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I am working on the design of a decision making system that invokes complicate logic, potentially I will need to use a lot of nested if/else statements,

I want to see if is there a better design patter than can help me to simplify the structure of the system and provide a certain extensibility for future improvement.

The problem of the project can be simpified as:

We are now need to making a decision for a request, which has 3 type of properties, and potentially more. They are PricePolicy (Contract/WholeSale/Retail/Discount), RequestType (Buy/Sell) and ProductType (Fashion/Household/Toys).

Each decision making is based on all the 3 properties of the request, because the type of price policy may change in the future, and more properties will be added to the decision making process.

So I am trying to avoid the making a large switch statement, which is ugly and deficult for future extensions. Such as:

switch(ProductType) {
 case Fashion:
   switch(PricePolicy) {
     case Contract:
       if(Request == Buy) {
         // making a decision.
       } else {

Please share you idea and suggestions Thank you.

Cheers, Bob

share|improve this question
For this kind of systems Prolog is your friend – Enrique Nov 12 '10 at 18:42

Maybe you want a Rete rules engine. Try Drools.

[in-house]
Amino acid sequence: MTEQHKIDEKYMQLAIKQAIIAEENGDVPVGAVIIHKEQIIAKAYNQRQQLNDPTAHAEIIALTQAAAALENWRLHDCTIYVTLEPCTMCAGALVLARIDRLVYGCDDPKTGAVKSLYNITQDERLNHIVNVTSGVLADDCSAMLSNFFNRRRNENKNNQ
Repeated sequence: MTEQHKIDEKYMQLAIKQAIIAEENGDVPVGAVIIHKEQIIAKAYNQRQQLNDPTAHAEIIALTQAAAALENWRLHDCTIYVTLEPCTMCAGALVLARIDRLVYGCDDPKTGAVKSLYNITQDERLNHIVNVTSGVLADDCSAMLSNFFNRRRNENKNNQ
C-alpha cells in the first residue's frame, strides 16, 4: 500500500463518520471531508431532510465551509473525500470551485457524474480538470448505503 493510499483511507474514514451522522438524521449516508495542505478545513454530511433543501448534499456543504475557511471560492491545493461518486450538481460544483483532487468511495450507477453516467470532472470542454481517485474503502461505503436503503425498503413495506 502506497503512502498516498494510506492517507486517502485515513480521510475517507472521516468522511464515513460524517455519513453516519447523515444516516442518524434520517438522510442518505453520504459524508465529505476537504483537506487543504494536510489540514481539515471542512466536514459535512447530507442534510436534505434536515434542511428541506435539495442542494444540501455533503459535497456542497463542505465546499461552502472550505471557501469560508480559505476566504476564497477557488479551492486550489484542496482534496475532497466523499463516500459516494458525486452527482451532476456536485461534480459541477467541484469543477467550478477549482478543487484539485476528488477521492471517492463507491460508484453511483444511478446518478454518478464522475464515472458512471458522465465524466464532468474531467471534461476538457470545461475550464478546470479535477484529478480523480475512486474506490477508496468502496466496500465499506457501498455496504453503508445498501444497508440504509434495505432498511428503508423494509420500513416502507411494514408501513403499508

Or a data-driven decision table.

If you want a class solution, think polymorphism. Replace all those if/then/else cases with classes like Strategy or Visitor.

The key is stable interfaces. If you can keep that stable, and change the implementations underneath, you've got it.

share|improve this answer
I do like polymorphism, but it increase the vertical dependency, so if I want to change the method signature of the base class. All the inherit classes have to change. – Bob Nov 12 '10 at 18:35
I am thinking if we can reduce the vertical dependency... – Bob Nov 12 '10 at 18:36
+1 for mentioning Drools – mgv Nov 12 '10 at 18:38
By the way, thanks duffymo! – Bob Nov 12 '10 at 18:40
You're most welcome, Bob. – duffymo Nov 12 '10 at 18:40

Use a n-dimensional array, and lookup/query/modify your decisions that way.

share|improve this answer
That's a clever way to avoid the switch statement, but from design point of view, I believe we are still using the same switch statement, just smarter. and we have to hardcode the action into the index. Do you think so... – Bob Nov 12 '10 at 18:39

As ziplin suggested, I would consider a 3d array if there is a decision for each combination (ie. not a 'sparse' distribution of decisions - I think that's the correct term). This would require that you are able to encapsulate the decision logic in an expression which can be stored within the array. With a sparse distribution, an adjacency list could be used in a similar fashion.

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